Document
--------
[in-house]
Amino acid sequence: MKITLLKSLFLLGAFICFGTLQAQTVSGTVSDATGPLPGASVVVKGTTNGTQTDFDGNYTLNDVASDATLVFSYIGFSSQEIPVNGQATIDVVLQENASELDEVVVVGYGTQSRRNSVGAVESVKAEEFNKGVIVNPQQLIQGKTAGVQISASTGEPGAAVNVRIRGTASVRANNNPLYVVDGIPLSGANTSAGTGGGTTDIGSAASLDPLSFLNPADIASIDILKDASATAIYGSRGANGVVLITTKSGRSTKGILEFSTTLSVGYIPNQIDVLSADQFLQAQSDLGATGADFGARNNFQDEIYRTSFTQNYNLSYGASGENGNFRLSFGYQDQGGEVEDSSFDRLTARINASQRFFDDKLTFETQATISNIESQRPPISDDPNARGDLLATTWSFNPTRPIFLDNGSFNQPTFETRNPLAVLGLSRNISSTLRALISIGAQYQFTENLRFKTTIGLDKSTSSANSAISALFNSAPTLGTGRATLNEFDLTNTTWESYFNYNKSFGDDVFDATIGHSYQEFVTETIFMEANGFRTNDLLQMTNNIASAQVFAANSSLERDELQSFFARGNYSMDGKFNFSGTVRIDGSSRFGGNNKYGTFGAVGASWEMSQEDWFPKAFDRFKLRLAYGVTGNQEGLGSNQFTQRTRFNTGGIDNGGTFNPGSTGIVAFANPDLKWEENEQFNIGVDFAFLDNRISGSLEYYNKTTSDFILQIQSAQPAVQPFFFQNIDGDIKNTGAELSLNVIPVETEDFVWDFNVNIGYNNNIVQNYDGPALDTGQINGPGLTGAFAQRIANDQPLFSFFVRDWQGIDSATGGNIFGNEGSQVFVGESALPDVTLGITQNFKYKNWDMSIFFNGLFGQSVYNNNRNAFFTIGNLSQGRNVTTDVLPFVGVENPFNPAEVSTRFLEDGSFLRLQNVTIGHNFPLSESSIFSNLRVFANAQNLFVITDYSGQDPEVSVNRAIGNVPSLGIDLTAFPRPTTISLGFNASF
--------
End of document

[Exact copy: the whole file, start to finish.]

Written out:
[in-house]
Amino acid sequence: MKITLLKSLFLLGAFICFGTLQAQTVSGTVSDATGPLPGASVVVKGTTNGTQTDFDGNYTLNDVASDATLVFSYIGFSSQEIPVNGQATIDVVLQENASELDEVVVVGYGTQSRRNSVGAVESVKAEEFNKGVIVNPQQLIQGKTAGVQISASTGEPGAAVNVRIRGTASVRANNNPLYVVDGIPLSGANTSAGTGGGTTDIGSAASLDPLSFLNPADIASIDILKDASATAIYGSRGANGVVLITTKSGRSTKGILEFSTTLSVGYIPNQIDVLSADQFLQAQSDLGATGADFGARNNFQDEIYRTSFTQNYNLSYGASGENGNFRLSFGYQDQGGEVEDSSFDRLTARINASQRFFDDKLTFETQATISNIESQRPPISDDPNARGDLLATTWSFNPTRPIFLDNGSFNQPTFETRNPLAVLGLSRNISSTLRALISIGAQYQFTENLRFKTTIGLDKSTSSANSAISALFNSAPTLGTGRATLNEFDLTNTTWESYFNYNKSFGDDVFDATIGHSYQEFVTETIFMEANGFRTNDLLQMTNNIASAQVFAANSSLERDELQSFFARGNYSMDGKFNFSGTVRIDGSSRFGGNNKYGTFGAVGASWEMSQEDWFPKAFDRFKLRLAYGVTGNQEGLGSNQFTQRTRFNTGGIDNGGTFNPGSTGIVAFANPDLKWEENEQFNIGVDFAFLDNRISGSLEYYNKTTSDFILQIQSAQPAVQPFFFQNIDGDIKNTGAELSLNVIPVETEDFVWDFNVNIGYNNNIVQNYDGPALDTGQINGPGLTGAFAQRIANDQPLFSFFVRDWQGIDSATGGNIFGNEGSQVFVGESALPDVTLGITQNFKYKNWDMSIFFNGLFGQSVYNNNRNAFFTIGNLSQGRNVTTDVLPFVGVENPFNPAEVSTRFLEDGSFLRLQNVTIGHNFPLSESSIFSNLRVFANAQNLFVITDYSGQDPEVSVNRAIGNVPSLGIDLTAFPRPTTISLGFNASF